Relations describe the manner in which an independent variable maps to a dependent variable.

A line is a relation between any x value and a single y value in the Cartesian coordinate system. The data could also be represented by a table with two columns. The pairs of values are called 'Ordered Pairs': the Domain (input) is the largest set of values which map to the Range (output or image) set of values.

A relation is a function $f$ if:

- $f$ acts on all elements of the domain

- $f$ pairs each element of the domain with one and only one element of the range

In Cartesian graphs of relations and functions, traditionally $y = f(x)$. The relation can also be expressed as $f: x ↦ f(x)$, where $f$ is a function that maps $x$ into $f(x)$.

The independent variable is $x$ (also known as the argument of the function), and the dependent variable is y.

A function is a correspondence (mapping) between two sets X and Y in which each element of set X maps to (corresponds with) exactly one element of set Y.

A relation is a function if a vertical line drawn anywhere on a graph of the relation does not cross the curve more than once.

e.g. a vertical line drawn through $f(x) = x^2$ crosses no more than once (function), but $f(x) = ±√x$ has two intersections (not a function).

A vertical line parallel to the y-axis has more than one (in fact infinite!) y-values for one x-value. A vertical line is a relation but not a function.

A horizontal line parallel to the x-axis has the same y-value for any value of x. It is a relation AND a function.

The relation $y = x^2$ has one y-value for two x-values, except at the minimum or maximum, where there is one for one. This is a function, so may be expressed as $f(x) = x^2$.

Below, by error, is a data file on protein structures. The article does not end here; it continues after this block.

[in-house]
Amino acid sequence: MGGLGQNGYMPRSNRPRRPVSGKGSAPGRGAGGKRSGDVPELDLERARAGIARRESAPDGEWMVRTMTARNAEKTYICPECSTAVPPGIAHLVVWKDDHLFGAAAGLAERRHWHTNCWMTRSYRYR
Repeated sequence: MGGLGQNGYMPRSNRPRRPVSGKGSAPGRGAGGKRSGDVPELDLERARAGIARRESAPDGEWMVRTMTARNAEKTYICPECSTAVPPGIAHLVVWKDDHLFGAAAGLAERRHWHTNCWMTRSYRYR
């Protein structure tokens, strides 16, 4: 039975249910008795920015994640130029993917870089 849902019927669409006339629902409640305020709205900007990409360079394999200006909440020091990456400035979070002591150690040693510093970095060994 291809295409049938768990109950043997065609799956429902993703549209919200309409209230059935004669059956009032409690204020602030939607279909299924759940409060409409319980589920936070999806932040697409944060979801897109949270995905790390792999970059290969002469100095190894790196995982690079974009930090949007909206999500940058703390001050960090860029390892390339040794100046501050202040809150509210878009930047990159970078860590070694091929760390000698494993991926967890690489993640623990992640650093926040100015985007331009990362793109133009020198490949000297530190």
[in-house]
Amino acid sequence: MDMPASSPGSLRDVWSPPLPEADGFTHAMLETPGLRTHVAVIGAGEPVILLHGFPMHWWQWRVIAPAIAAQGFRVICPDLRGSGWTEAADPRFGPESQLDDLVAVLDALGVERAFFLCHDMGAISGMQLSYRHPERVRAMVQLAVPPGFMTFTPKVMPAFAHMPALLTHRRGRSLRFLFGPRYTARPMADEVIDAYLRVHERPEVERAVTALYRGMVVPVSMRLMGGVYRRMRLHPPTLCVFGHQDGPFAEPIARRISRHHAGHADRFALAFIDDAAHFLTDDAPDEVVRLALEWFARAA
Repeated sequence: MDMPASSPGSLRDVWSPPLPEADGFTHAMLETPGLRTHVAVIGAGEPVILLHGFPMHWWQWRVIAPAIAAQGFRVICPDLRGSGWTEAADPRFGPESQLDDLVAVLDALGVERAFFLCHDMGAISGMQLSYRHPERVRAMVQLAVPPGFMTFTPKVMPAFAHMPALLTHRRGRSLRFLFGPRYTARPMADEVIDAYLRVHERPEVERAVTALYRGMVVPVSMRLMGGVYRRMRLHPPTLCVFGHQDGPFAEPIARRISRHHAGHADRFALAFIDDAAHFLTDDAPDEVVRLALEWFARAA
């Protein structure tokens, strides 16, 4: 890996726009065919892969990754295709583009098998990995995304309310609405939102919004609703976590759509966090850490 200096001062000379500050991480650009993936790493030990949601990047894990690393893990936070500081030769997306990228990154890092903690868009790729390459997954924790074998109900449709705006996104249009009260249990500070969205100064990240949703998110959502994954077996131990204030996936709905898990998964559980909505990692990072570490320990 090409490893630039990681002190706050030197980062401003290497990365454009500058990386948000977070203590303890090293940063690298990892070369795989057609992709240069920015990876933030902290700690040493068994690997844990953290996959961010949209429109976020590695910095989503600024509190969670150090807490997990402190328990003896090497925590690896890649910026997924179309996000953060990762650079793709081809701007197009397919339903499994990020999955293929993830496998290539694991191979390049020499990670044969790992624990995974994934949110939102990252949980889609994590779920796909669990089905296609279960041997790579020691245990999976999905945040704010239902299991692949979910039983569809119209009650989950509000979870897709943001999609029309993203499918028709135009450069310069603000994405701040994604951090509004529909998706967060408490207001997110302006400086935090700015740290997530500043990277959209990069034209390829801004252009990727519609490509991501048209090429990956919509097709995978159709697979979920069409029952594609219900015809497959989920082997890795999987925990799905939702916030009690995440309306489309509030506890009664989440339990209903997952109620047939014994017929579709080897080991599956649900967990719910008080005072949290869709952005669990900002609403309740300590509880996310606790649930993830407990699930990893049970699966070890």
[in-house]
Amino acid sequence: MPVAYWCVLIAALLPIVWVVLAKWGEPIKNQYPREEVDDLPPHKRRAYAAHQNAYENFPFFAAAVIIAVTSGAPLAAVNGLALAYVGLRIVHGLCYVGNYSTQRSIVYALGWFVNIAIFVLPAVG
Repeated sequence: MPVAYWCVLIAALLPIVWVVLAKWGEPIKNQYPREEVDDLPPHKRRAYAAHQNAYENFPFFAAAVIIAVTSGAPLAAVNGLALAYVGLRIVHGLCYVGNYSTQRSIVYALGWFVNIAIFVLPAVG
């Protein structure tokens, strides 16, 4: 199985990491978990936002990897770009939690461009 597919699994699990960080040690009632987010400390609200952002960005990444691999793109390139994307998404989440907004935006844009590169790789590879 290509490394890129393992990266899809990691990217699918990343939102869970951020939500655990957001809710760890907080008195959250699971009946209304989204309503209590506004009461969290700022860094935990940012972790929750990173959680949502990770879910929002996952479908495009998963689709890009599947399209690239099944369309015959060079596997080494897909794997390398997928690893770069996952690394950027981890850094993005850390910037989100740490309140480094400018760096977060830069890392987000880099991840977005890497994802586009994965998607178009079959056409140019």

The relation $y^2 = x$, however, has two y-values for each x, so is not a function.

Now consider the equation: $g(x) = 1/{(x^2-1)}$

What are its domain and range?

If the denominator of a fraction is zero, there is no solution. As the denominator approaches zero, the value of the function gets very large (tends to infinity).

This function therefore has three asymptotes: x = -1, x = +1, y = 0.

Domain: ]-∞, -1[ ∪ ]-1, +1[ ∪ ]+1, +∞[

The graph is discontinuous for values of g(x) between -1 and 0.

Range: ]-∞, -1] ∪ ]0, +∞[

A function is even, if for all $x$ in the domain, $-x$ is in the domain, and $f(x) = f(-x)$ for all values of $x$.

Even functions are symmetrical about the y-axis. cos$(x)$ is an example of an even function.

A function is odd, if for all $x$ in the domain, $-x$ is in the domain, and $f(-x) = -f(x)$ for all values of $x$.

Odd functions are NOT symmetrical about the y-axis. sin$(x)$ is an example of an odd function.

Remember that a relation which has more than one value of y for each value of x is not a function.

However, a y value may have more than one value of x. This is a one-to-many relationship. An example is $y = x^2$.

If there is only one value of y for each value of x, such as in $y = x$, then the function is one-to-one.

A horizontal line test will reveal whether there is more than one x value for one y value.

Is $h(x)$ even or odd? Solve algebraically.

Is $h(x)$ one-to-one or many-to-one?

If $h(x)$ is even, then $h(x) = h(-x)$ for all values of $x$.

$h(-x) = -x + 3x^3 - 1/2x^5 = -(x - 3x^3 + 1/2x^5) ≠ h(x)$∴ $h(x)$ is not even.

If $h(x)$ is odd, then $h(-x) = -h(x)$ for all values of $x$.

$h(-x) = -x + 3x^3 - 1/2x^5 = -(x - 3x^3 + 1/2x^5) = -h(x)$∴ $h(x)$ is odd and many-to-one.

A rational function is a function of the form $f(x)={g(x)}/{h(x)}$, where $g$ and $h$ are polynomials.

A rational function of the form $f(x) = k/{x-b}$ has a vertical asymptote at $x=b$, since this takes the denominator to zero.

A rational function of the form $f(x) = {ax+b}/{cx+d}$ forms a hyperbola. A hyperbola has a horizontal asymptote at $y=a/c$, and a vertical asymptote at $x=-d/c$.

To find the horizontal asymptote of a hyperbola, we rearrange the equation to find when $x$ has no solution:

$y= {ax+b}/{cx+d}$

$y(cx+d)= {ax+b}$

$x(yc -a) = b - dy$

$x= {b-dy}/{cy-a}$

When $y=a/c$ there is a horizontal asymptote ($x$ approaches infinity as $y$ approaches $a/c$).

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1883 - 1946

John Maynard Keynes was an English macroeconomist, whose ideas revolutionised modern economic thinking, and are still used as the basis of many western capitalist economies.

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